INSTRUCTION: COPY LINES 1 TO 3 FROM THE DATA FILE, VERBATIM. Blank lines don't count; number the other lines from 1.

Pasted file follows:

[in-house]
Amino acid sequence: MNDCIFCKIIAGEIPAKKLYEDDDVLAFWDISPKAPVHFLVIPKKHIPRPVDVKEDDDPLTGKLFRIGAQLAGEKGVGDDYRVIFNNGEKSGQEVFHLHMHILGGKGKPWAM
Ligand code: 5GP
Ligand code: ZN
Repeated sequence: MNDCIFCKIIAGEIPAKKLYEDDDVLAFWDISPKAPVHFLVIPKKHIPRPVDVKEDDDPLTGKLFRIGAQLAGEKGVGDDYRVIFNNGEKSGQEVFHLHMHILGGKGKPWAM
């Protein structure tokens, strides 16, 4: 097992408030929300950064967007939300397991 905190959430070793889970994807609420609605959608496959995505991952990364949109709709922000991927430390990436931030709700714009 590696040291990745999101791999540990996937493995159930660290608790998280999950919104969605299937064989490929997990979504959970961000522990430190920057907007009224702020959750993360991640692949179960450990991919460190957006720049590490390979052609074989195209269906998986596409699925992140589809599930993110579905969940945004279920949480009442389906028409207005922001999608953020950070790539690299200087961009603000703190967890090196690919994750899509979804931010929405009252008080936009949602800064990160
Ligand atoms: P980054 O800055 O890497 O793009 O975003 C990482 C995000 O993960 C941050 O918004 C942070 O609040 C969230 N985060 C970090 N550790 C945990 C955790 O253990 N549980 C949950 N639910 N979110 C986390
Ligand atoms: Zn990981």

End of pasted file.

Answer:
[in-house]
Amino acid sequence: MNDCIFCKIIAGEIPAKKLYEDDDVLAFWDISPKAPVHFLVIPKKHIPRPVDVKEDDDPLTGKLFRIGAQLAGEKGVGDDYRVIFNNGEKSGQEVFHLHMHILGGKGKPWAM
Ligand code: 5GP